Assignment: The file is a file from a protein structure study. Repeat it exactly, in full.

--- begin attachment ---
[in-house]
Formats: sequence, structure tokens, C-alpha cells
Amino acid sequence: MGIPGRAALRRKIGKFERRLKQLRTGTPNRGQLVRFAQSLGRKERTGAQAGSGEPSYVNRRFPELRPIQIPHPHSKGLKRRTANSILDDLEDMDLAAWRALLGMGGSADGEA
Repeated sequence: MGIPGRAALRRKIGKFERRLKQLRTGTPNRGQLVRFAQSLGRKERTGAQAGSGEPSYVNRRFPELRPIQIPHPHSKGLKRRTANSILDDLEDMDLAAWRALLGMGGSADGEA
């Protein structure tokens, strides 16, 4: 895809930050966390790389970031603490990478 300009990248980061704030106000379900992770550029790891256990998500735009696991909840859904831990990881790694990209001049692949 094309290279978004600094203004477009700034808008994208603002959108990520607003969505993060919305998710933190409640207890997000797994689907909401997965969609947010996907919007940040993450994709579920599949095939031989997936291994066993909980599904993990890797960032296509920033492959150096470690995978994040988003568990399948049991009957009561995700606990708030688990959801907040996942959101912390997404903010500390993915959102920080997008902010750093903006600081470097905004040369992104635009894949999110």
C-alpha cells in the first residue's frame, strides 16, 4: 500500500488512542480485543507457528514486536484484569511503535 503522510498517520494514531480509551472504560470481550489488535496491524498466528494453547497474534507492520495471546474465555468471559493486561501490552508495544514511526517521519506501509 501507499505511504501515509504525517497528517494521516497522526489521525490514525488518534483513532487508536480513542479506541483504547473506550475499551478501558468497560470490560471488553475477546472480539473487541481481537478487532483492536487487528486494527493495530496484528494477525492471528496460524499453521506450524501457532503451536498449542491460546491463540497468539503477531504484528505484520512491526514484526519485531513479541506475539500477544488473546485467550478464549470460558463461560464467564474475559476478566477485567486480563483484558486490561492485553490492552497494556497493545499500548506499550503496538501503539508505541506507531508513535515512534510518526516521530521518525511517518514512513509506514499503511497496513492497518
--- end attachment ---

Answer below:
[in-house]
Formats: sequence, structure tokens, C-alpha cells
Amino acid sequence: MGIPGRAALRRKIGKFERRLKQLRTGTPNRGQLVRFAQSLGRKERTGAQAGSGEPSYVNRRFPELRPIQIPHPHSKGLKRRTANSILDDLEDMDLAAWRALLGMGGSADGEA
Repeated sequence: MGIPGRAALRRKIGKFERRLKQLRTGTPNRGQLVRFAQSLGRKERTGAQAGSGEPSYVNRRFPELRPIQIPHPHSKGLKRRTANSILDDLEDMDLAAWRALLGMGGSADGEA
């Protein structure tokens, strides 16, 4: 895809930050966390790389970031603490990478 300009990248980061704030106000379900992770550029790891256990998500735009696991909840859904831990990881790694990209001049692949 094309290279978004600094203004477009700034808008994208603002959108990520607003969505993060919305998710933190409640207890997000797994689907909401997965969609947010996907919007940040993450994709579920599949095939031989997936291994066993909980599904993990890797960032296509920033492959150096470690995978994040988003568990399948049991009957009561995700606990708030688990959801907040996942959101912390997404903010500390993915959102920080997008902010750093903006600081470097905004040369992104635009894949999110």
C-alpha cells in the first residue's frame, strides 16, 4: 500500500488512542480485543507457528514486536484484569511503535 503522510498517520494514531480509551472504560470481550489488535496491524498466528494453547497474534507492520495471546474465555468471559493486561501490552508495544514511526517521519506501509 501507499505511504501515509504525517497528517494521516497522526489521525490514525488518534483513532487508536480513542479506541483504547473506550475499551478501558468497560470490560471488553475477546472480539473487541481481537478487532483492536487487528486494527493495530496484528494477525492471528496460524499453521506450524501457532503451536498449542491460546491463540497468539503477531504484528505484520512491526514484526519485531513479541506475539500477544488473546485467550478464549470460558463461560464467564474475559476478566477485567486480563483484558486490561492485553490492552497494556497493545499500548506499550503496538501503539508505541506507531508513535515512534510518526516521530521518525511517518514512513509506514499503511497496513492497518